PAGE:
George 'Steve' Morrison; rear admiral flew combat missions in lengthy career
UNION-TRIBUNE STAFF WRITER, November 28, 2008
“He would sit down at the piano and play” near his wife, the vivacious Clara, said their daughter, Anne Chewning of Thousand Oaks. “They had a lot of fun, and they met a lot of interesting people.”
A collage of photos in Rear Adm. Morrison's Coronado home shows the admiral – who died Nov. 17 of natural causes at age 89 – posing with Queen Elizabeth, with comedian Bob Hope, with singer-actress Ann-Margret.
There's also a photo of his eldest son, Jim, who became a musical icon in the 1960s with his acid-rock group The Doors – partly by rebelling against his conservative father.
“Mom and Dad were proud of Jim,” Chewning said, but they also were confused and pained by his career path, drug use and death in Paris at age 27. “I don't think Daddy ever understood the impact Jim had on music.”
Rear Adm. Morrison was born Jan. 7, 1919, in rural Georgia as the son of a railroad worker. He grew up in Leesburg, Fla., and worked hard to enter the U.S. Naval Academy, perhaps with help from a relative who was an admiral.
“It was the only way he could afford to go,” said his son Andy Morrison of Pahoa, Hawaii.
Rear Adm. Morrison went to Pearl Harbor to serve aboard the mine-layer Pruitt shortly after his graduation in February 1941. There he met his future wife, Clara Clarke, who had followed her sister from their native Wisconsin.
Aboard his ship, Rear Adm. Morrison witnessed the Japanese attack of Dec. 7, 1941, from across the harbor. He married Clara soon after and was sent to Florida for flight training in spring 1943.
[caption id="attachment_79297" align="alignleft" width="240"] South Korean Prime Minister Chung Il Kwon is flanked by his hosts, Rear Adm. George S. Morrison, left, commander of Carrier Division Nine, and Vice Adm. William F. Bringle, commander of the U.S. 7th Fleet in the Pacific, as they watch jets from Air Wing 21 take off and land on the deck of the carrier USS Hancock.[/caption]
Rear Adm. Morrison flew combat missions during the last year of World War II and again during the Korean War.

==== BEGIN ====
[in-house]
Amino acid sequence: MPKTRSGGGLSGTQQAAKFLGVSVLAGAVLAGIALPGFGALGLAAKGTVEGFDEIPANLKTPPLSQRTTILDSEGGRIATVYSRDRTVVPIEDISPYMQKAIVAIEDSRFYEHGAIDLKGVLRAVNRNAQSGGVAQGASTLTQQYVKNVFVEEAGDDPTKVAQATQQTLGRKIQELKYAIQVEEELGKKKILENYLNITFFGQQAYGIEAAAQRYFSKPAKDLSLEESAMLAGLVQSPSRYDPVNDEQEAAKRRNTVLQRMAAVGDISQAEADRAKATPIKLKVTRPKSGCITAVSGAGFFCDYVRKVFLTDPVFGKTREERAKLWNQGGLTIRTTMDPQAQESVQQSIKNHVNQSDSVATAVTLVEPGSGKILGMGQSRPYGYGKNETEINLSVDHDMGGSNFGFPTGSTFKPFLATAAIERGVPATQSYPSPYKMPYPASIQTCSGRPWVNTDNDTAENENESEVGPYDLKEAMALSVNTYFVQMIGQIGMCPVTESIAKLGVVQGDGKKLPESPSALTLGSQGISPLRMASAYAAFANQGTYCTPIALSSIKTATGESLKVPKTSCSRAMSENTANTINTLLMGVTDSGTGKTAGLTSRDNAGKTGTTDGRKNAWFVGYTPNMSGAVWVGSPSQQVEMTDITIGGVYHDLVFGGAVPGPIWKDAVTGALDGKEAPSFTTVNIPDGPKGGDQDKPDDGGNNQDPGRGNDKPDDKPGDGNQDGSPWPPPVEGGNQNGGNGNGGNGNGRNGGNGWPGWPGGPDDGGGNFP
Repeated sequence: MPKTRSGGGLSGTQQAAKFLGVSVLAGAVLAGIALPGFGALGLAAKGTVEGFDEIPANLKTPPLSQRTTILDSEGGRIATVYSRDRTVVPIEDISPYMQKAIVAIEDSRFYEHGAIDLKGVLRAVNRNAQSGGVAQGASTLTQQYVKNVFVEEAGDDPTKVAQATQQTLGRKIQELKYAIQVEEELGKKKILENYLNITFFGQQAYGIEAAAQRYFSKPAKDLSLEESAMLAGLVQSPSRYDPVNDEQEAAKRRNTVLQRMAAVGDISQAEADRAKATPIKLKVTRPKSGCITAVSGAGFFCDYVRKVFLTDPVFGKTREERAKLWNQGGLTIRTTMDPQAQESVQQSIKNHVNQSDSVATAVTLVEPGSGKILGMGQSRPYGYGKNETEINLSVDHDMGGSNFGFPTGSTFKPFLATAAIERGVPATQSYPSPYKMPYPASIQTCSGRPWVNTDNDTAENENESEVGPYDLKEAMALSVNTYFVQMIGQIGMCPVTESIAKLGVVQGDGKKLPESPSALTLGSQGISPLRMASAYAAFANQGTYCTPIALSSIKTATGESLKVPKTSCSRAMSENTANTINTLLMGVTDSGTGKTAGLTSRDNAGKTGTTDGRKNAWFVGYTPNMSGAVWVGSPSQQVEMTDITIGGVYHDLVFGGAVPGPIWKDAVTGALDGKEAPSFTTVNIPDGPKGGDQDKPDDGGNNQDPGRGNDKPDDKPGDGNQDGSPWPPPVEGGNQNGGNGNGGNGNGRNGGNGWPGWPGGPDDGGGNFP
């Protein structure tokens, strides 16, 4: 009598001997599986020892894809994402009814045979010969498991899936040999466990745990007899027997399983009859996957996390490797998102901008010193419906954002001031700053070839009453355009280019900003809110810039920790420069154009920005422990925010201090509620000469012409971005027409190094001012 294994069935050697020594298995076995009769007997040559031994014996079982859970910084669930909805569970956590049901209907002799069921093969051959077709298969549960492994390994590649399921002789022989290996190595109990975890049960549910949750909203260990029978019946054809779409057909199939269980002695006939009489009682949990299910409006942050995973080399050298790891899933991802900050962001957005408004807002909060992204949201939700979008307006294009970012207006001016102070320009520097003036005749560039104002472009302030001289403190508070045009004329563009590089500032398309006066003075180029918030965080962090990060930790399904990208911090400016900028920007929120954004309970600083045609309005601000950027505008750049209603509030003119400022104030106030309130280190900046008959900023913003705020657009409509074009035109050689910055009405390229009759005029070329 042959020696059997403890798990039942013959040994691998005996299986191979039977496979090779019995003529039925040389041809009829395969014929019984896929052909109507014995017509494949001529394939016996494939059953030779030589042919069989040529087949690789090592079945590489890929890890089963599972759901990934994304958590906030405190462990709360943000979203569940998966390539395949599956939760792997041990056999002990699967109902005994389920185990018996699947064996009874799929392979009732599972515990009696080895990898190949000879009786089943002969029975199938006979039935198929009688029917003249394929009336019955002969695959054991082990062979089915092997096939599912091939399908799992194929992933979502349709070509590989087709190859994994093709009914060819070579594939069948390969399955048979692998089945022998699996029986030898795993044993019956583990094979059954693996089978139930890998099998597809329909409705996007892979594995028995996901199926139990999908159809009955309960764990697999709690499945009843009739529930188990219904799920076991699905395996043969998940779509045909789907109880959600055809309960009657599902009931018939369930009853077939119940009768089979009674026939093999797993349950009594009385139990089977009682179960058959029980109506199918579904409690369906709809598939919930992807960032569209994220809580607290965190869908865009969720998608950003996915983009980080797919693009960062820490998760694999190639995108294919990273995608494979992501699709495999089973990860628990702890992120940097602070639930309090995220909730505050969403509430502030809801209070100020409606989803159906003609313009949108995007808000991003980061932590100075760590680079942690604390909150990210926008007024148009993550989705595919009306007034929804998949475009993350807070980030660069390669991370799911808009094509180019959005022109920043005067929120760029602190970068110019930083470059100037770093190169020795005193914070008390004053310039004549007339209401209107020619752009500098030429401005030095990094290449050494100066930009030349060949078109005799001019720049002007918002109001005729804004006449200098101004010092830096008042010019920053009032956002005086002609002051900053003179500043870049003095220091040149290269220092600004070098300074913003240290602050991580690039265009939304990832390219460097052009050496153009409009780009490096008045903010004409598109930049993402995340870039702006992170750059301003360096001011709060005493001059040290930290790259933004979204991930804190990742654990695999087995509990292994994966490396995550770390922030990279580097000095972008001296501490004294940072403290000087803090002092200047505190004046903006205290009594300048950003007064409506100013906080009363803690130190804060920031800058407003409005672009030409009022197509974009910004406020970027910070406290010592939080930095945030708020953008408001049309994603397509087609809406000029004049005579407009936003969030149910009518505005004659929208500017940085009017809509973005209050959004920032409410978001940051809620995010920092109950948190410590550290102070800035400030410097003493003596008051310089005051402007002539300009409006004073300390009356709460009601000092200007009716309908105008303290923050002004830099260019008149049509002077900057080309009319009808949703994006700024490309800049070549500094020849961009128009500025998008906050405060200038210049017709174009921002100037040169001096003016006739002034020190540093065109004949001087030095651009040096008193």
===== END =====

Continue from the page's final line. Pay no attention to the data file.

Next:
During his lengthy career, he worked on secret nuclear projects at Los Alamos, N.M., served as operations officer aboard the aircraft carrier Midway and commanded the fleet of ships in the Tonkin Gulf incident that led to the escalation of the war in Vietnam.
He took command of the carrier Bon Homme Richard on Nov. 22, 1963. His first act as skipper was to announce the assassination of President Kennedy.
After earning flag rank at age 47, Rear Adm. Morrison weathered his son's very public rebellion, stardom and death while serving in high-profile Navy posts in the Pentagon and the Pacific. He never mentioned Jim publicly, but he found it strange to visit friends' homes and see posters of his son on the bedroom walls of their teenage children.
“He never told people (in the Navy),” Andy Morrison said. “But the young guys all knew.”
Rear Adm. Morrison told family that his most rewarding tour was his last – commanding U.S. forces in the South Pacific from his headquarters in Guam. He was beloved by the people of Guam, said Bruce Nichols of Poway, a longtime friend who served as his staff aide from 1974 to 1975.
Rear Adm. Morrison dealt with a flood of at least 140,000 South Vietnamese refugees who swamped the island after the fall of Saigon in April 1975. He created a tent city on an abandoned airfield to accommodate them while they waited to find new homes in the United States.
Later that year, Rear Adm. and Mrs. Morrison retired to Chula Vista. He avoided the usual Navy reunion groups, but played golf up to five times a week. He also took classes in Italian and ancient Greek, the latter so he could read the Bible as it was originally written.
The Morrisons traveled often, including a 1990 trip to Jim's grave in Paris. Rear Adm. Morrison installed a plaque he had crafted with an ambiguously worded Greek phrase that Chewning said meant “true to his own genius.”
The Morrisons moved to Coronado about six years ago.
Close friend Earle Callahan said Rear Adm. Morrison declined in health after his wife died in 2005, though he still rode his bike around the island and hosted what he called “Steve's Happy Hour” at his home on H Street.
“We'd sit around and carry on about the old times,” Callahan said.
Nichols said his son Brandon revered Rear Adm. Morrison and was inspired to attend the Naval Academy because of him. He said Brandon had looked forward to coming home and telling his mentor that he been selected to become a naval aviator after his graduation next spring.
Instead, Brandon flew home to attend Rear Adm. Morrison's private memorial service, which was held Wednesday at Fort Rosecrans National Cemetery.